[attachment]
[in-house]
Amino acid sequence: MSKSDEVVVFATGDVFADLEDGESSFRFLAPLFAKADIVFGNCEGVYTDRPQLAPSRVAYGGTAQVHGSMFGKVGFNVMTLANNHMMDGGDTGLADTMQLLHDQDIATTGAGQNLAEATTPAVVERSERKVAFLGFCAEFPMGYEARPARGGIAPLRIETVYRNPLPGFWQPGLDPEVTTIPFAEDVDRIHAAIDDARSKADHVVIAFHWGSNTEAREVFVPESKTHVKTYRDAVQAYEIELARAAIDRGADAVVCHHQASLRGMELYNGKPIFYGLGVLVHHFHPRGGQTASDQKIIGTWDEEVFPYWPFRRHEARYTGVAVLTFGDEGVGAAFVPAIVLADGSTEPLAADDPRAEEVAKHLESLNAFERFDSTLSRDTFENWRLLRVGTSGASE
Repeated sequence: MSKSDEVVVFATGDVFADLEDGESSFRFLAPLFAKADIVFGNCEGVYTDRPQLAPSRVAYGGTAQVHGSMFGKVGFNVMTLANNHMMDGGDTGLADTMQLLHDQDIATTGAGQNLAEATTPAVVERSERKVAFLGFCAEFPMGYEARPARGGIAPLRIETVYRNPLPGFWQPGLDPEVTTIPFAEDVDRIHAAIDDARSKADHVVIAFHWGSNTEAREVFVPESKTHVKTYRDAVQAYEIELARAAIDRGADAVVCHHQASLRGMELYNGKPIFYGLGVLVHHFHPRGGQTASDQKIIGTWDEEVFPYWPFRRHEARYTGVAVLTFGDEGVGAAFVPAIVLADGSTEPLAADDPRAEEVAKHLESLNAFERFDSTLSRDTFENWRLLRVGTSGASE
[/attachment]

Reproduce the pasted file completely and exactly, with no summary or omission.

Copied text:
[in-house]
Amino acid sequence: MSKSDEVVVFATGDVFADLEDGESSFRFLAPLFAKADIVFGNCEGVYTDRPQLAPSRVAYGGTAQVHGSMFGKVGFNVMTLANNHMMDGGDTGLADTMQLLHDQDIATTGAGQNLAEATTPAVVERSERKVAFLGFCAEFPMGYEARPARGGIAPLRIETVYRNPLPGFWQPGLDPEVTTIPFAEDVDRIHAAIDDARSKADHVVIAFHWGSNTEAREVFVPESKTHVKTYRDAVQAYEIELARAAIDRGADAVVCHHQASLRGMELYNGKPIFYGLGVLVHHFHPRGGQTASDQKIIGTWDEEVFPYWPFRRHEARYTGVAVLTFGDEGVGAAFVPAIVLADGSTEPLAADDPRAEEVAKHLESLNAFERFDSTLSRDTFENWRLLRVGTSGASE
Repeated sequence: MSKSDEVVVFATGDVFADLEDGESSFRFLAPLFAKADIVFGNCEGVYTDRPQLAPSRVAYGGTAQVHGSMFGKVGFNVMTLANNHMMDGGDTGLADTMQLLHDQDIATTGAGQNLAEATTPAVVERSERKVAFLGFCAEFPMGYEARPARGGIAPLRIETVYRNPLPGFWQPGLDPEVTTIPFAEDVDRIHAAIDDARSKADHVVIAFHWGSNTEAREVFVPESKTHVKTYRDAVQAYEIELARAAIDRGADAVVCHHQASLRGMELYNGKPIFYGLGVLVHHFHPRGGQTASDQKIIGTWDEEVFPYWPFRRHEARYTGVAVLTFGDEGVGAAFVPAIVLADGSTEPLAADDPRAEEVAKHLESLNAFERFDSTLSRDTFENWRLLRVGTSGASE